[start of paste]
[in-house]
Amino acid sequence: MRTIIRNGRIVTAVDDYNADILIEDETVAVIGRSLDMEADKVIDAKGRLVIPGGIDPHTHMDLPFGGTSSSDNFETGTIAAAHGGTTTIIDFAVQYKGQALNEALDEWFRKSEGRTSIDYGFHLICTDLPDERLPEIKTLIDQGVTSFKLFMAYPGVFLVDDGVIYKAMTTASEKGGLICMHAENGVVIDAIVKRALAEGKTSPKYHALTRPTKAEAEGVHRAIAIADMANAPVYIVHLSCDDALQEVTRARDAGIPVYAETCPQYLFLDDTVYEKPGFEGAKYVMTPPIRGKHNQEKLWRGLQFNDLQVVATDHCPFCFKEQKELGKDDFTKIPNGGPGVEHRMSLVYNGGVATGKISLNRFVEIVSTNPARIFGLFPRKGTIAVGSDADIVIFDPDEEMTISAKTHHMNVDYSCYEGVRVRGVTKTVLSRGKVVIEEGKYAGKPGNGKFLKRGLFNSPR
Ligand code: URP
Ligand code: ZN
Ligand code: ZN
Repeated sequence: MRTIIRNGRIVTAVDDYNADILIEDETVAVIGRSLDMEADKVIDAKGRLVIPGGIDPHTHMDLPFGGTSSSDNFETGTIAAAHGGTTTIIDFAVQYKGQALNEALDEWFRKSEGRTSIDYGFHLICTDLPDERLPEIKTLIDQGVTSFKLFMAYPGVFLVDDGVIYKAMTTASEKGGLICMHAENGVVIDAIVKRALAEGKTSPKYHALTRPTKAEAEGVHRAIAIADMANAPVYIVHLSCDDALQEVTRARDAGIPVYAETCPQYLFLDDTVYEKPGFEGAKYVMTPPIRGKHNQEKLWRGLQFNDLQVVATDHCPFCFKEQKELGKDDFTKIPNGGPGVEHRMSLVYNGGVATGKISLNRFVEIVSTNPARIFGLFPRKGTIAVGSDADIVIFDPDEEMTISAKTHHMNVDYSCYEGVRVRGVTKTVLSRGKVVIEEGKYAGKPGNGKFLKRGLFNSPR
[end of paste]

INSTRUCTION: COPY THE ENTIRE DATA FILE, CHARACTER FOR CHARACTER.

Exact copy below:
[in-house]
Amino acid sequence: MRTIIRNGRIVTAVDDYNADILIEDETVAVIGRSLDMEADKVIDAKGRLVIPGGIDPHTHMDLPFGGTSSSDNFETGTIAAAHGGTTTIIDFAVQYKGQALNEALDEWFRKSEGRTSIDYGFHLICTDLPDERLPEIKTLIDQGVTSFKLFMAYPGVFLVDDGVIYKAMTTASEKGGLICMHAENGVVIDAIVKRALAEGKTSPKYHALTRPTKAEAEGVHRAIAIADMANAPVYIVHLSCDDALQEVTRARDAGIPVYAETCPQYLFLDDTVYEKPGFEGAKYVMTPPIRGKHNQEKLWRGLQFNDLQVVATDHCPFCFKEQKELGKDDFTKIPNGGPGVEHRMSLVYNGGVATGKISLNRFVEIVSTNPARIFGLFPRKGTIAVGSDADIVIFDPDEEMTISAKTHHMNVDYSCYEGVRVRGVTKTVLSRGKVVIEEGKYAGKPGNGKFLKRGLFNSPR
Ligand code: URP
Ligand code: ZN
Ligand code: ZN
Repeated sequence: MRTIIRNGRIVTAVDDYNADILIEDETVAVIGRSLDMEADKVIDAKGRLVIPGGIDPHTHMDLPFGGTSSSDNFETGTIAAAHGGTTTIIDFAVQYKGQALNEALDEWFRKSEGRTSIDYGFHLICTDLPDERLPEIKTLIDQGVTSFKLFMAYPGVFLVDDGVIYKAMTTASEKGGLICMHAENGVVIDAIVKRALAEGKTSPKYHALTRPTKAEAEGVHRAIAIADMANAPVYIVHLSCDDALQEVTRARDAGIPVYAETCPQYLFLDDTVYEKPGFEGAKYVMTPPIRGKHNQEKLWRGLQFNDLQVVATDHCPFCFKEQKELGKDDFTKIPNGGPGVEHRMSLVYNGGVATGKISLNRFVEIVSTNPARIFGLFPRKGTIAVGSDADIVIFDPDEEMTISAKTHHMNVDYSCYEGVRVRGVTKTVLSRGKVVIEEGKYAGKPGNGKFLKRGLFNSPR